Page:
CPR Week: Be One of the Million to Learn About CPR Before June 7th

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In 2007, the US Congress dedicated the first seven days of June as National CPR/AED Awareness Week. The goal this year for the American Heart Association is to get one million people to learn about cardiopulmonary resuscitation (CPR) and automated external defibrillators (AEDs) so that more people will know the steps to save a life if someone suddenly collapses from cardiac arrest.

In addition to the American Heart Association, the American Red Cross is also celebrating National CPR Week with an organizational goal of reaching 250,000 people with vital knowledge and skills in response to a life-threatening situation.

This year marks the 50th anniversary of CPR. Although mouth-to-mouth resuscitation was officially recommended for drowning victims in 1740, and the first use of external chest compressions occurred in 1903, the development of the technique that combines the two skills occurred in 1960. The American Heart Association formally endorsed CPR in 1963. Today, when CPR is provided immediately after a sudden cardiac arrest, it can double a victim’s chance of survival.

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An AED is used to administer an electric shock to a person who is experiencing cardiac arrest. Most cardiac arrests are caused by an abnormal heart rhythm called ventricular fibrillation (VF). When this develops, the heart will quiver but cannot effectively pump blood. Defibrillation eliminates the abnormal VF rhythm and allows the normal rhythm to return. AED's are designed so that anyone has the ability to follow the directions to save a life.

More than 300,000 people each year suffer a sudden cardiac arrest and about 170,000 die. Less than ten percent of patients who suffer a cardiac arrest outside of a hospital survive because the majority of patients do not receive CPR from a bystander. The American Heart Association estimates that the chances of surviving an out-of-hospital cardiac arrest drops up to 10% for each minute that passes without defibrillation. After ten minutes without defibrillation, very few people survive.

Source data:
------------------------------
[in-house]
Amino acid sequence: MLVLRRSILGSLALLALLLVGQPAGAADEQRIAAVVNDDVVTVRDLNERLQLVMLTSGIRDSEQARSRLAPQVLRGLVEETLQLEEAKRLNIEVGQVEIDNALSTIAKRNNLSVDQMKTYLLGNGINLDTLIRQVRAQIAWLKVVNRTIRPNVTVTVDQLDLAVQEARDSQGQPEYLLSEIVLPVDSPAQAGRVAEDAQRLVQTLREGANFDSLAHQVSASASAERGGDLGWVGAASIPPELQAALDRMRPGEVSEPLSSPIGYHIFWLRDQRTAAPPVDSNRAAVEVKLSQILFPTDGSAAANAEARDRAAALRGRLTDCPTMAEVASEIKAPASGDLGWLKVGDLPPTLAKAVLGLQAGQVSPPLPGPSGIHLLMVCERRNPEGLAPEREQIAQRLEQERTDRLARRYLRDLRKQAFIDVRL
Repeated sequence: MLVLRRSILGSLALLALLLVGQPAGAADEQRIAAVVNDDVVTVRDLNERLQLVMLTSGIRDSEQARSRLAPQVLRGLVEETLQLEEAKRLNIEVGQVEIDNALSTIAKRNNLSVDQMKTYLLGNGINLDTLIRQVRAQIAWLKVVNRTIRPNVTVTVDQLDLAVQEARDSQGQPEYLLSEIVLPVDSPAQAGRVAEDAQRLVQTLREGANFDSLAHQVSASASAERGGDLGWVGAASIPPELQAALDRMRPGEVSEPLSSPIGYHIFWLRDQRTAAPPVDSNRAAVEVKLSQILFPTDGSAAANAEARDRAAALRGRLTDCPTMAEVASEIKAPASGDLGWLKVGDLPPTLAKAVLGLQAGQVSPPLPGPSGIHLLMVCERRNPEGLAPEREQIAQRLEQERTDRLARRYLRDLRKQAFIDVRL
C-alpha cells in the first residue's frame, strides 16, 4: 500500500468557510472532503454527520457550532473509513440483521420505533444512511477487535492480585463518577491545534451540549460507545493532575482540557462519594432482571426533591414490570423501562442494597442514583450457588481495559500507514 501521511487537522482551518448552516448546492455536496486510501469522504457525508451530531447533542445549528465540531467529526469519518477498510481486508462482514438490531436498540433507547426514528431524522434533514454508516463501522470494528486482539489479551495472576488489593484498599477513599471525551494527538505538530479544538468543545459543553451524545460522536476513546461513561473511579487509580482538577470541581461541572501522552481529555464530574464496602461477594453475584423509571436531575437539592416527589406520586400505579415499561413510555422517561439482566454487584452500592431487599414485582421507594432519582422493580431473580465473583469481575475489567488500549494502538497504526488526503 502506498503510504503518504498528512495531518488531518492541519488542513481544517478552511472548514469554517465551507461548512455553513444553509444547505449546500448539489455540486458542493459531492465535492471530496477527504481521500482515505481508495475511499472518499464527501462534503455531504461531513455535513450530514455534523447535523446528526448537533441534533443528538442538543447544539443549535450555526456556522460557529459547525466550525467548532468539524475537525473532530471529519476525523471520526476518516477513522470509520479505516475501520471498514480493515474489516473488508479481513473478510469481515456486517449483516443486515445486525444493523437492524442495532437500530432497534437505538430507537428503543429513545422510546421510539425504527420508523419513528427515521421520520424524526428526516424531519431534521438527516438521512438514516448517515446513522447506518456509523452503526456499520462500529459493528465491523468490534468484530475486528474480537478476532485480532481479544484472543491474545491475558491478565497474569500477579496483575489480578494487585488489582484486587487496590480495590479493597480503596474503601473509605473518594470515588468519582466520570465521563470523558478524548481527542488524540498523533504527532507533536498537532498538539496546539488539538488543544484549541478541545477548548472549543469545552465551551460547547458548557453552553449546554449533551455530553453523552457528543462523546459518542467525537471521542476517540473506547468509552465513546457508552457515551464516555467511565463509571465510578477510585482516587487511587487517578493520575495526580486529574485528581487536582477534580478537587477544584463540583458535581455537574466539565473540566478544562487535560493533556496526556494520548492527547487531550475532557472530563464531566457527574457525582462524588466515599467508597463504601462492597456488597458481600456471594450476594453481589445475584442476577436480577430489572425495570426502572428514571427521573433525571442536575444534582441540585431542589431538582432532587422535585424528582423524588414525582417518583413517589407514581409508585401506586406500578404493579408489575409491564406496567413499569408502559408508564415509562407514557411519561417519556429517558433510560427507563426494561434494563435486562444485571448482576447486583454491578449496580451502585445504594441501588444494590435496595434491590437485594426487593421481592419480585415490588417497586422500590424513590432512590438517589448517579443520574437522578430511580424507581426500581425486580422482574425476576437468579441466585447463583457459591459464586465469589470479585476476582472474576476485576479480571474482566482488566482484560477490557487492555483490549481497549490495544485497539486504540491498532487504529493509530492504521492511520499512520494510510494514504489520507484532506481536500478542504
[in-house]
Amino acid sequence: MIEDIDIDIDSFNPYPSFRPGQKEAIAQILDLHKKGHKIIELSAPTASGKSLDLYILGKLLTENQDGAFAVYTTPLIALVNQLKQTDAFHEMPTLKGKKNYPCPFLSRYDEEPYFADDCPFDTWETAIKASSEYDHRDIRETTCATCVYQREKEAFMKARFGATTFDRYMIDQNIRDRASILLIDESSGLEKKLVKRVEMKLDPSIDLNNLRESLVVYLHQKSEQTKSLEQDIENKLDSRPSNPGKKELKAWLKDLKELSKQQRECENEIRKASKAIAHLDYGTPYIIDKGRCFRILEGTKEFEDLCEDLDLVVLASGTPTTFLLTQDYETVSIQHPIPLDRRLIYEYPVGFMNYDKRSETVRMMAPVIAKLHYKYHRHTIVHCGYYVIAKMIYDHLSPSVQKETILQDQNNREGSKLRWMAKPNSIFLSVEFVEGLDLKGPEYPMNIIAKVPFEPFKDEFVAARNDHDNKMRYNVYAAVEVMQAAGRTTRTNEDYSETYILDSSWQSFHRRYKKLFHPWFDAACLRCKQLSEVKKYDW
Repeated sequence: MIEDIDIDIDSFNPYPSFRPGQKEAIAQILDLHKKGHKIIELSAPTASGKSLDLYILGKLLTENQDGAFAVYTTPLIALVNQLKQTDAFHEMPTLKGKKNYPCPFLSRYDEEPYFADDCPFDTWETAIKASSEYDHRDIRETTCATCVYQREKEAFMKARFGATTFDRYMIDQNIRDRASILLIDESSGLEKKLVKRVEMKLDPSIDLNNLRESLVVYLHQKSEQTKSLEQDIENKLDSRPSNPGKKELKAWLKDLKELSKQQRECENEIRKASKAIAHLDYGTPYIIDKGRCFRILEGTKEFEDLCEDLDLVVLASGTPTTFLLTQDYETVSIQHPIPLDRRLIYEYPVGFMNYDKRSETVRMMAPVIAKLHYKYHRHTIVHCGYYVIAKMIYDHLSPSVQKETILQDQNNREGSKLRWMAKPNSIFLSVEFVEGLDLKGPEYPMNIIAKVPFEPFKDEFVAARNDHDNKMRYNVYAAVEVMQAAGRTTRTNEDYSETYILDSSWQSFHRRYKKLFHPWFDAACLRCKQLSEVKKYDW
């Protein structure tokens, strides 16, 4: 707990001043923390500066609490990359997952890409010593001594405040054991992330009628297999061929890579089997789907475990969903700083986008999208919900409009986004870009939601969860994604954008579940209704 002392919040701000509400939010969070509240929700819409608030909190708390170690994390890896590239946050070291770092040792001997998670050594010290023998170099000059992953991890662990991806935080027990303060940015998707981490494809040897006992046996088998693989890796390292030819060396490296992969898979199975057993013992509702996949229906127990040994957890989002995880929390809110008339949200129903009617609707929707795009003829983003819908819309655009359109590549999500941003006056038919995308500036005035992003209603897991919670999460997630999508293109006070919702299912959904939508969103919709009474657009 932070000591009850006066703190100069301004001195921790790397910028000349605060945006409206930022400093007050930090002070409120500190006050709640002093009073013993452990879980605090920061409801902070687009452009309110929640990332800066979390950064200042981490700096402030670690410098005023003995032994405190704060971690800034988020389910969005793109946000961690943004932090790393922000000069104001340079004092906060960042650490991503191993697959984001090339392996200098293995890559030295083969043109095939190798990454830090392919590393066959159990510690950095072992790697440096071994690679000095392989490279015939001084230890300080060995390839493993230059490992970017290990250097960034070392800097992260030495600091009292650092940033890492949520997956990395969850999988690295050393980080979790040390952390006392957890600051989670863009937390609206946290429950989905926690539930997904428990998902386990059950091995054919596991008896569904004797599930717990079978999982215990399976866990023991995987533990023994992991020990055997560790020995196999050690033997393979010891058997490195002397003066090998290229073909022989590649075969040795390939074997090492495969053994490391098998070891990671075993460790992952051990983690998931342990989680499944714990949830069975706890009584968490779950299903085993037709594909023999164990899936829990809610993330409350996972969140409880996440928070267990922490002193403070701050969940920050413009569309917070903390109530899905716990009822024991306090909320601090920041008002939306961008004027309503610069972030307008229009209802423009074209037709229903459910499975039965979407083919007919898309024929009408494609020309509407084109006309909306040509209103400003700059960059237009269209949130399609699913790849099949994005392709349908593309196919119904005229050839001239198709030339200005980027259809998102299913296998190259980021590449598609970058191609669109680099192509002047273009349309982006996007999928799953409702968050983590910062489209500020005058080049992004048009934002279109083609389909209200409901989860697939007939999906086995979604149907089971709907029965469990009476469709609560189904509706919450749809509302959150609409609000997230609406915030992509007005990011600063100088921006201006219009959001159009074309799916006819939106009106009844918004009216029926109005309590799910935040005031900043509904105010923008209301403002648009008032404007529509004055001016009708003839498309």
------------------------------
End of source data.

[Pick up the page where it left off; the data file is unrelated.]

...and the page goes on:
“CPR and AED training are critical to saving lives,” said Dr. Michael Sayre, chairman of AHA’s Emergency Cardiovascular Care Committee. “CPR Week is one way we hope to increase awareness about cardiac arrest as a significant health problem and get teens and adults to take action so more lives can be saved.”

How you can learn more:
• Playing the “Be the Beat” educational game or watching the Hands-Only CPR video at www.cprweek.org.
• Taking a classroom-based course. To find a course, go to www.americanheart.org/cpr and click on the ECC Class Connector.
• Training on CPR Anytime, a self-directed, at-home CPR kit. Kits can be ordered at www.cpranytime.org.
• ProCPR.org has created a Facebook application to teach people who to perform hands-only CPR, a simplified version released by the AHA in April 2008.
• For less than ten dollars, purchase “First Aid and CPR for Everyone: An Introduction to Lifesaving Skills” at the Red Cross Store.

Once you have learned about CPR, log your experience at www.cprweek.org. A real-time map is tracking the number of people who have taken action in communities nationwide. As of this writing, almost 67,000 people have taken action across the country.

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